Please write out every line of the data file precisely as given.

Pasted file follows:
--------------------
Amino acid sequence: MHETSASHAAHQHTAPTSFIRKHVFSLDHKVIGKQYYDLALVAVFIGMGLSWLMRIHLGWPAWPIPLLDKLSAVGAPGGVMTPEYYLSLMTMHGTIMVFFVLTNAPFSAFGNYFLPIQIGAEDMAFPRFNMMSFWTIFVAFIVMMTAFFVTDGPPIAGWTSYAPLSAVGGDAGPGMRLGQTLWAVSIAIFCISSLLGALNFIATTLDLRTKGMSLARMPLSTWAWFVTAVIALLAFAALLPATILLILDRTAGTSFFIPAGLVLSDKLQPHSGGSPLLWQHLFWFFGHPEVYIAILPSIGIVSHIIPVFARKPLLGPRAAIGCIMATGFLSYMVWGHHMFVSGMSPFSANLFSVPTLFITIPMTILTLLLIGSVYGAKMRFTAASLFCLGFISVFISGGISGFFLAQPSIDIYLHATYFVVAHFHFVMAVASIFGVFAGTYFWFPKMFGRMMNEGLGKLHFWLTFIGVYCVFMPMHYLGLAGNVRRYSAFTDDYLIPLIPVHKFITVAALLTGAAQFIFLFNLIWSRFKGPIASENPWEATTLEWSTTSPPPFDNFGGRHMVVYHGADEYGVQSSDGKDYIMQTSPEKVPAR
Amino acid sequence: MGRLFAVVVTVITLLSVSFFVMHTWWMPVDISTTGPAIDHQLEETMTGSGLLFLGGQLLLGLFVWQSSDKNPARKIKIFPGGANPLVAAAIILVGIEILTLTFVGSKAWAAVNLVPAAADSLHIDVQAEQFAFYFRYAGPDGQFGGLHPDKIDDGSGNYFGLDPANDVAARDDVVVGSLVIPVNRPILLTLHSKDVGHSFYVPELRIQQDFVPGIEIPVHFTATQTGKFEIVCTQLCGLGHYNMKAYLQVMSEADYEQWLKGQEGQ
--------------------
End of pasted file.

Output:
Amino acid sequence: MHETSASHAAHQHTAPTSFIRKHVFSLDHKVIGKQYYDLALVAVFIGMGLSWLMRIHLGWPAWPIPLLDKLSAVGAPGGVMTPEYYLSLMTMHGTIMVFFVLTNAPFSAFGNYFLPIQIGAEDMAFPRFNMMSFWTIFVAFIVMMTAFFVTDGPPIAGWTSYAPLSAVGGDAGPGMRLGQTLWAVSIAIFCISSLLGALNFIATTLDLRTKGMSLARMPLSTWAWFVTAVIALLAFAALLPATILLILDRTAGTSFFIPAGLVLSDKLQPHSGGSPLLWQHLFWFFGHPEVYIAILPSIGIVSHIIPVFARKPLLGPRAAIGCIMATGFLSYMVWGHHMFVSGMSPFSANLFSVPTLFITIPMTILTLLLIGSVYGAKMRFTAASLFCLGFISVFISGGISGFFLAQPSIDIYLHATYFVVAHFHFVMAVASIFGVFAGTYFWFPKMFGRMMNEGLGKLHFWLTFIGVYCVFMPMHYLGLAGNVRRYSAFTDDYLIPLIPVHKFITVAALLTGAAQFIFLFNLIWSRFKGPIASENPWEATTLEWSTTSPPPFDNFGGRHMVVYHGADEYGVQSSDGKDYIMQTSPEKVPAR
Amino acid sequence: MGRLFAVVVTVITLLSVSFFVMHTWWMPVDISTTGPAIDHQLEETMTGSGLLFLGGQLLLGLFVWQSSDKNPARKIKIFPGGANPLVAAAIILVGIEILTLTFVGSKAWAAVNLVPAAADSLHIDVQAEQFAFYFRYAGPDGQFGGLHPDKIDDGSGNYFGLDPANDVAARDDVVVGSLVIPVNRPILLTLHSKDVGHSFYVPELRIQQDFVPGIEIPVHFTATQTGKFEIVCTQLCGLGHYNMKAYLQVMSEADYEQWLKGQEGQ